Avid Studio for iPad smokes iMovie for iOS

Thursday, film and video post-production software company Avid released Avid Studio for iPad. Currently available for $4.99 (introductory price, soon to be $7.99), it’s a clear competitor to Apple’s iMovie for iOS (which is also available on iPhone).

This mimics Avid’s “big boy” competition in the world of fully-fledged professional post software on the desktop. Since the release of FCPX, many editors have gone back to their Avid roots with programs like Avid’s Media Composer.

The goal here is clear: show existing Apple customers how great Avid’s products are, and hope they’ll flock to their more expensive products. And I have to say, as someone who has kind of stood in defense of FCPX, Avid has made a pretty good case. The only drawback with this strategy is that Avid’s companion, Avid Studio for desktop, is for the PC. While this little app is amazing on the iPad (and blows iMovie away in a number of areas), it’s a far leap to Media Composer from here.

Avid Studio

The touch interface is super-simple to pick up and use — very understandable and explorable. An HTML-y, Avid-esque looking, sparse help document is included, but I found it easier to just explore — the mark of a well-designed app. It’s super pretty, too.

The interface

On the left is the media library, which Avid builds by scouring your device for photos, videos, and music. More than just the standard camera roll access, it also includes transitions, motion effects (with drag and drop asset placeholders à la Motion — kinda mindblowing on the iPad), cinema style sound effects, and text elements.

My only beef with the library is every time you add music, photos, or video to your device, Avid wants to rebuild the library, which takes a few minutes, even for small changes.On the right is a preview window showing either the media element you’re looking at or the edit from your timeline, depending on what’s currently selected.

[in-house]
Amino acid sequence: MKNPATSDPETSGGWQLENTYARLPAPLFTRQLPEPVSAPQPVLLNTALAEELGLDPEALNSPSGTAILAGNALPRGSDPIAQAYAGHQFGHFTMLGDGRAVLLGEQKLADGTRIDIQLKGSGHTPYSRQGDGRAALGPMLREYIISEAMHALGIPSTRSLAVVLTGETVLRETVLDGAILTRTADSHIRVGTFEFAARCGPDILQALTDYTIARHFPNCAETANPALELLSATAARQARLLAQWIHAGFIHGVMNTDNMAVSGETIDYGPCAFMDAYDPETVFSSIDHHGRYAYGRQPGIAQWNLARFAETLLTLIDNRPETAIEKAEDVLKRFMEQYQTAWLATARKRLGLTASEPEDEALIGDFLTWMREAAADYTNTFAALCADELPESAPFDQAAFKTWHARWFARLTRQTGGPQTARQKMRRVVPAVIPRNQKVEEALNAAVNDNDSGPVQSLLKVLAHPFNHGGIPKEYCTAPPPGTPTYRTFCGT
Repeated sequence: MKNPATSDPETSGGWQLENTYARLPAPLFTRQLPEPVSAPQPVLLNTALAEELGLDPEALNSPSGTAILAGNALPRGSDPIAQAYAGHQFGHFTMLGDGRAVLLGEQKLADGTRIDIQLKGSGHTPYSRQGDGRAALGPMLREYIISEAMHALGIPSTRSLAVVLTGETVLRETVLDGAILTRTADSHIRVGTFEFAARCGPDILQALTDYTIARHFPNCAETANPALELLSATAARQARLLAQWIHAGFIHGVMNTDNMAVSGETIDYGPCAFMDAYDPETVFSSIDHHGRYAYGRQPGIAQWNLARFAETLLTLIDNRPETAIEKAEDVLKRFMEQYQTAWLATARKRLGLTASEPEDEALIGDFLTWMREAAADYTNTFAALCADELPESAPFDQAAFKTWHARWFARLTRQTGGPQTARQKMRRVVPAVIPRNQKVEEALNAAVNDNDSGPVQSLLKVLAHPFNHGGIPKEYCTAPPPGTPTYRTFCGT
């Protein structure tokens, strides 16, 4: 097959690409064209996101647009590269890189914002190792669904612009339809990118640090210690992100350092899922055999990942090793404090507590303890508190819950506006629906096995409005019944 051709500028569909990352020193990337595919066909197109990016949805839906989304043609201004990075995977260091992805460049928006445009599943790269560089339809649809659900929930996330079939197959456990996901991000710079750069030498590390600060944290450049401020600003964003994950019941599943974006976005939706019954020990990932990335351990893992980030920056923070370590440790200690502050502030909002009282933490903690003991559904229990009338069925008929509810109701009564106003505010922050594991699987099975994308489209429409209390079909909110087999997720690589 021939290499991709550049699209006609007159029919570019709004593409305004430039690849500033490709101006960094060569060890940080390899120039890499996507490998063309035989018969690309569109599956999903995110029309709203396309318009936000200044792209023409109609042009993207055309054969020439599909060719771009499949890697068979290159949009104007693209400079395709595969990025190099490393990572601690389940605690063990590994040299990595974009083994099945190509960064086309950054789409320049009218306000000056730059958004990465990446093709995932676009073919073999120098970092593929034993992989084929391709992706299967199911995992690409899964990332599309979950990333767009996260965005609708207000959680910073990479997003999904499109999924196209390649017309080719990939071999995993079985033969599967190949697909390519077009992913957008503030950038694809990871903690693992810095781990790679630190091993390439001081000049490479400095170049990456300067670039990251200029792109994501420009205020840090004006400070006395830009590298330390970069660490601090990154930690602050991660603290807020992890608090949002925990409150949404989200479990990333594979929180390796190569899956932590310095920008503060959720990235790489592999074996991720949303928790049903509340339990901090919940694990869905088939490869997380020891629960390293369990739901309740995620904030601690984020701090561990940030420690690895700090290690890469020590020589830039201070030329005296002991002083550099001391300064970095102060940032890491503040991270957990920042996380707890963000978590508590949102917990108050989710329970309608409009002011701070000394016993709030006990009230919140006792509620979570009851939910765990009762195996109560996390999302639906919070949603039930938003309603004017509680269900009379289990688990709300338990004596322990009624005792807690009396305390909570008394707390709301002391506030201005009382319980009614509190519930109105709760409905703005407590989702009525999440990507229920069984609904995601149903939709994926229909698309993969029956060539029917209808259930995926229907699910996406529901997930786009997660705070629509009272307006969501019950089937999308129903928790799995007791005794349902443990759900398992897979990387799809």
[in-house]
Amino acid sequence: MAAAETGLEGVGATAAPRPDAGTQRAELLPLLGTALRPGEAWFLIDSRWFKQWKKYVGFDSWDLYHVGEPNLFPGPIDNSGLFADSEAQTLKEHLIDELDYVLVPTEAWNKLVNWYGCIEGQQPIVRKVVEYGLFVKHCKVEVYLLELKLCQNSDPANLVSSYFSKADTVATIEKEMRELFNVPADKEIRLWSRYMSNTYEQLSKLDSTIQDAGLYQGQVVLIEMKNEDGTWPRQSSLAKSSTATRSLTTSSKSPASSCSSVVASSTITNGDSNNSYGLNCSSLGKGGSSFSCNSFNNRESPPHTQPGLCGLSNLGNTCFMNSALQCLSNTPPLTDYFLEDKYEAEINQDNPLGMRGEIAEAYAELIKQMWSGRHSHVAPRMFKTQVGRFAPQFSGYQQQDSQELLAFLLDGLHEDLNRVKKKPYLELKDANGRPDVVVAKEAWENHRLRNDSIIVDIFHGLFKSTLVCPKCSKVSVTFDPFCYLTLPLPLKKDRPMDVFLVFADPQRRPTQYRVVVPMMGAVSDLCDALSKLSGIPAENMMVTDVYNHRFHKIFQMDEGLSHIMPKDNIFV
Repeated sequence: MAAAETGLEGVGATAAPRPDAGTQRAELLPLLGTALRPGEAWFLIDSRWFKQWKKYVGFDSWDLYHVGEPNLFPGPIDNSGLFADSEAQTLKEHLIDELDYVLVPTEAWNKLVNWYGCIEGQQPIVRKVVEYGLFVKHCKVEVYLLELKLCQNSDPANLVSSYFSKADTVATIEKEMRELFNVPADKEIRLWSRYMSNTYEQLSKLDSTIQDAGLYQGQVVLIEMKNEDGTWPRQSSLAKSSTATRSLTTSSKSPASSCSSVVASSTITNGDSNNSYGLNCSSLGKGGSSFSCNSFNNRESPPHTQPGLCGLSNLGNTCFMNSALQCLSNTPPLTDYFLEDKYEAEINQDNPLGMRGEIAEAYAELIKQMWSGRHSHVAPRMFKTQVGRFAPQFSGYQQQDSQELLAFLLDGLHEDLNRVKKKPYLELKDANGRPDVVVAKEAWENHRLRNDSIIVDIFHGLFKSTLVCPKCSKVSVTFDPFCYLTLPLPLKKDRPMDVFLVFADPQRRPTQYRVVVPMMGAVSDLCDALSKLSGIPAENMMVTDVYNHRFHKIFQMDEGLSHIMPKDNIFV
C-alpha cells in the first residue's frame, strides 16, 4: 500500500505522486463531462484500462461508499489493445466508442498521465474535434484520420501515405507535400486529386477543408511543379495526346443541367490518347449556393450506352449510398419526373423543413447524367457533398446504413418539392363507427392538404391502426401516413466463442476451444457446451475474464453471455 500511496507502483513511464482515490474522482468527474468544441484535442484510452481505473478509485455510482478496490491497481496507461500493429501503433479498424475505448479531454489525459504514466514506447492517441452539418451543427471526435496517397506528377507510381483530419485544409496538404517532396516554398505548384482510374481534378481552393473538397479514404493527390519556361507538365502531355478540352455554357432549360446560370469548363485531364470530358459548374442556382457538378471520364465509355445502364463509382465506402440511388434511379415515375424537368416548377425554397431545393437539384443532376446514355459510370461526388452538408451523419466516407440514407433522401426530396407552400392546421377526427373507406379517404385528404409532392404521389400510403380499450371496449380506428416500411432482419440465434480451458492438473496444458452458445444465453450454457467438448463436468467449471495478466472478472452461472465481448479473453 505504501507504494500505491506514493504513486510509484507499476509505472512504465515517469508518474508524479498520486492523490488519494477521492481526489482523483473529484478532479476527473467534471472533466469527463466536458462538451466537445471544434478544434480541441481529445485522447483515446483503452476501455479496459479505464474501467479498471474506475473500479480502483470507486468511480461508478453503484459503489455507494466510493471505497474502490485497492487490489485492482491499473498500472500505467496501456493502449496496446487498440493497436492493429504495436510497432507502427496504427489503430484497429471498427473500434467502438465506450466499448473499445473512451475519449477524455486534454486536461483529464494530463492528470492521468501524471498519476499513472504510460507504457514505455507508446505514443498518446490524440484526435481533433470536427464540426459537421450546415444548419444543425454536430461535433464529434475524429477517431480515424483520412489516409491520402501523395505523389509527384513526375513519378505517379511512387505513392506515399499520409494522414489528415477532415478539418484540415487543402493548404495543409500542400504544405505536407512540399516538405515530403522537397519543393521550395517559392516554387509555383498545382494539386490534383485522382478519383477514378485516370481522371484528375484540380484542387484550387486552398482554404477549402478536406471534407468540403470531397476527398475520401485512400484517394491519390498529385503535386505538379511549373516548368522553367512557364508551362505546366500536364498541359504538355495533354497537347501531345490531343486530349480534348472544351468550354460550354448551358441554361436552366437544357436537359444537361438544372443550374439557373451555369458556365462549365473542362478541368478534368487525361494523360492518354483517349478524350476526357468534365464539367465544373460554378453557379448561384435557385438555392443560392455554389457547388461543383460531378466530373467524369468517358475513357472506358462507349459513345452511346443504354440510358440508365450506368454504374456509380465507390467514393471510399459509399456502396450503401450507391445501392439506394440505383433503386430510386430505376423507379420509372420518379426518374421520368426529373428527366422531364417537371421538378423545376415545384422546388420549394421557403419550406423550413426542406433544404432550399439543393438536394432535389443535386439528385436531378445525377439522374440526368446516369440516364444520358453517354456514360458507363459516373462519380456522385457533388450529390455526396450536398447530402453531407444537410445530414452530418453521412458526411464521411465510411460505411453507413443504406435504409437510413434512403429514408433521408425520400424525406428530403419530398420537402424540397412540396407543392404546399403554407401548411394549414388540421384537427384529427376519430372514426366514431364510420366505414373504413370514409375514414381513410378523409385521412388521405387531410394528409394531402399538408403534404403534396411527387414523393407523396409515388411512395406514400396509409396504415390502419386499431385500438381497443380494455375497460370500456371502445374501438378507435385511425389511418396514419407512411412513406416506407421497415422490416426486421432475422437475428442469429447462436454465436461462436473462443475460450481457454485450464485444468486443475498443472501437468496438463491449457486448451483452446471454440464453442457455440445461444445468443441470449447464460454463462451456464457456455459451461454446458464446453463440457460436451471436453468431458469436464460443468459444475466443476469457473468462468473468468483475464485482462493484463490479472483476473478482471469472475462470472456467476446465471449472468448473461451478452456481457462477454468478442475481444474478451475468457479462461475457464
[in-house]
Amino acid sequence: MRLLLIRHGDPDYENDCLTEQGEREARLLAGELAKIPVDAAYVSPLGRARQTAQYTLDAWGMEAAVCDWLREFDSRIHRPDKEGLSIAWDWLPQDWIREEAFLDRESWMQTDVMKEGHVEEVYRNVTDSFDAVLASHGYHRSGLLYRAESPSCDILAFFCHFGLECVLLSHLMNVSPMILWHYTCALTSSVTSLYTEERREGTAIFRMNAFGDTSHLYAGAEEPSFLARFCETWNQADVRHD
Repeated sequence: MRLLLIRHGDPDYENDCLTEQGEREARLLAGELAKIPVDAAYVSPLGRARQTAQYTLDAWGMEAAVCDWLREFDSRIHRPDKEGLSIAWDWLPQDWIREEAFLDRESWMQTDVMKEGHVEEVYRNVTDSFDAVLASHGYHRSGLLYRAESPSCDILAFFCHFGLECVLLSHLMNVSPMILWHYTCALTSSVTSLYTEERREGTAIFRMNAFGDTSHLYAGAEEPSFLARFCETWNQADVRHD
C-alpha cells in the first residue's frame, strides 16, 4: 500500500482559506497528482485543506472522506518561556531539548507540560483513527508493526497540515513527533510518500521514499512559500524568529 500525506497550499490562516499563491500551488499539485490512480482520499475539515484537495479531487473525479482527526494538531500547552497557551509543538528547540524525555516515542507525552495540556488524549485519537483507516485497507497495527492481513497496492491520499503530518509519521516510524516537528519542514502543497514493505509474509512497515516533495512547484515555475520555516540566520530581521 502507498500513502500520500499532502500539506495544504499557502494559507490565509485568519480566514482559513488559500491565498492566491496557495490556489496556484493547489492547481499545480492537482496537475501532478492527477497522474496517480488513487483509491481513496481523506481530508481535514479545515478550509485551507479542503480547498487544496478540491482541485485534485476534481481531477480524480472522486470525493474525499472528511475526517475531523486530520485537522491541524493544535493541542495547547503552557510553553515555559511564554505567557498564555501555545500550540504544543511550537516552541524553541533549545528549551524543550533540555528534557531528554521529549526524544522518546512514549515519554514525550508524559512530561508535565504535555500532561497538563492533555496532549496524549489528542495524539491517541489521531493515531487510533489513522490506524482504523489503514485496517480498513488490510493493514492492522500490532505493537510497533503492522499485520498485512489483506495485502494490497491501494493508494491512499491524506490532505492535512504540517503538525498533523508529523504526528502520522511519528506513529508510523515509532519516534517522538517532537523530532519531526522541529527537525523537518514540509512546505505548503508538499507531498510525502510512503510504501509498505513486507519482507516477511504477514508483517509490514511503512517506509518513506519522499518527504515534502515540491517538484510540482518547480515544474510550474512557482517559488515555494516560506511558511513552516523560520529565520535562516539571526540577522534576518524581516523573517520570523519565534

Avid Studio features a timeline like iMovie for iOS, but with three audio tracks (not including the audio associated with any video clips). This means you can have four audio tracks playing simultaneously — great for music, sound effects, music transitions/editing, etc.

Also with the timeline is a Storyboard track that shows your clips in equal-sized squares. I guess that’s useful for when you’re zoomed in on the timeline; timeline zooms in and out with pinch, but Storyboard doesn’t. The Storyboard track also allows you to drop one clip on another, either replacing it or compositing it with a picture-in-picture effect.


While editing, in and outs felt a little clunky at first. The inclusion of a razor tool makes fine edits a lot easier. This is a huge plus over iMovie for iPad, where I’ve found it pretty much impossible to make even simple edits to music.

The preview window allows you to set defined in and out points in your library clips before dragging them to the timeline. A precision trimming window gives you a dual-up display, showing you the clips on either side of the cut you’re tweaking.

Each video clip has individual volume controls including fade in and fade out settings. Also each clip has setting for fitting non-widescreen media into Avid Studio’s default 16:9 aspect ratio — pillarbox, crop, or stretch.

Still images are basically treated as video clips. Settings allow you to do manual Ken-Burns-style effects. All video can be played back full screen. When my iPad was connected to my Airport Express, it played the audio in sync with my screen through my stereo speakers. I’d be interested to see if video would play to an external monitor as well as over an Apple TV. If so, kinda mind-blowing.

I thought it was really cool that I could bring in footage from my iPad, iPhone, and iPod version of a 4:3 SD clip from something I edited a few years ago, a still image, and imported 1080HD clips from a Canon 5D all in one timeline. It played pretty smoothly, only giving rendering notices on the montage motion graphic and the still image. (Rendering lets the iPad process complex graphics or motion images for real-time playback.)


When you’re done, export to the camera roll (as 480p, 540p, or 720p), email, Facebook, YouTube, or to iTunes or iCloud as an Avid Studio (PC) project, though I’m curious how one would retrieve a file from iCloud on the PC.


This tasty little app at this tiny price-point may go a long way to convincing Apple users that Avid cares about editors. It should at least cause some of the most die-hard FCP users to look at Media Composer as an alternative to their FCPX frustrations.

Avid was long the reigning champ for film post-production, and still holds a huge stronghold on the post market. This awesome little app shows that Avid is up for the tussle, and they’re not going away any time soon.

Grab it today at the link below before the end of the month to take advantage of the introductory price.

Via: WSJ

Paul Skidmore is an independent filmmaker in Tennessee. When not producing/directing films through parabolos, he helps out other professional and independent productions by using the latest mobile and digital techniques to streamline production workflows and free the artists to create.… Full Bio